Monday, October 4, 2010

Don’t trim that fat for my sake, Comrade.*

Fork Fest Review
Don’t trim that fat for my sake, Comrade.*

November 2004

On a glorious Saturday the 13th of November Fork Fest held its annual and highly anticipated pre-Christmas dinner, with a table set for twenty or so guests and only three or four—having been invited into this exclusive event—that did not make it (which meant less dishes for me to wash and more pork for me to eat) and they will not be asked back again. Ever. They had their chance. The Dinner Club shows no mercy.

French First

Guests arrived, on an almost balmy evening, toting extra bottles of refreshment and the latest in
de rigueur party accoutrement: the folding chair. Imagine your favorite socialite (or socialist. Hey Trotsky nice chair dude!) toting their Chanel folding party chair (mine would have to be Burberry, darling) and vying for choice position at the table.
       Would the chairs fly . . . would taunts such as, “Ikea, how gauche” be levied around the table, whispered in receptive, back-stabbing ears . . . Well, we had none of that at this decidedly non-partisan, non-political affair. Chairs of all shapes and sizes were brought in and placed in nothing resembling a hierarchy of any sort.
       Couples were encouraged to un-couple and solo guests slipped right in between and a damn decent time had by all, with or without the chairs. Three cheers for the chairs and all that brought them along!!!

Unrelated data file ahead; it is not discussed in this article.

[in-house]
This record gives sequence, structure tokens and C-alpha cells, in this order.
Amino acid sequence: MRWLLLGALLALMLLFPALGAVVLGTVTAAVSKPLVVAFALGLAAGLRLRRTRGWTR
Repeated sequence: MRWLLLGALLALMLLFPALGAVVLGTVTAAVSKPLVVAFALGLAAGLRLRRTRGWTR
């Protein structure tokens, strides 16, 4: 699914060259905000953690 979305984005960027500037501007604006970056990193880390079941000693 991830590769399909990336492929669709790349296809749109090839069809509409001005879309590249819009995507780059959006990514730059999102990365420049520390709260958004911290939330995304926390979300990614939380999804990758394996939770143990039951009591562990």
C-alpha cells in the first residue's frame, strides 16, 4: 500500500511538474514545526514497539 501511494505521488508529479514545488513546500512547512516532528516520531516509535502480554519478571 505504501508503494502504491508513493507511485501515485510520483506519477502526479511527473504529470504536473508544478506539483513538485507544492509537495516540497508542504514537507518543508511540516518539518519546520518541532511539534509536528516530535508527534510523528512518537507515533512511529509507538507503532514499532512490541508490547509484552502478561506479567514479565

And let’s not forget that other event. Yes, the dinner leading up to November’s wild night, which was, a night at Carole’s—chairs included and seating somewhat regulated—and no dancing allowed. Humbug.
       Pork seems to rule at these affairs. Could be that we are all pigs! Capitalist pigs of . . . no, never mind, let’s just say we seem to know and savor the swine. The big difference between the last two piggies seems to be the time allotted to the cooking process. Carole’s piece of pork baked for just about four hours, while Karl und Karin’s was given the luxury of cooking away for nearly if not more than ten hours. Both of them were yummy.

Socialist (or is that Communist) Origins of the Potluck

Our Credo is “the people make the meal, not the meal makes the people” (we need a new propaganda writer) and the people who made this meal, for the people, are:
       Comrade Carole, who toiled in the earth to bring forth the people’s butternut squash. A warm savory soup of squished squash, tempered by organic free range chicken broth and other assorted herbs and spices.
       Hideo and Carmine on salad & bread and samba or tango or something. They moved their feet. Wait, Hideo made the salad and Carmine did the dancing, or something like that. Salad is good, but dancing is suspect and perhaps a little too “bourgeois”. It looked less like a nice goose-step and more like a free-form-expressionistic kind of thing. Can this go with Salad? And the bread . . . if we’d had bread like this—from Tartine—in the old days, those long lines would have been worth the wait.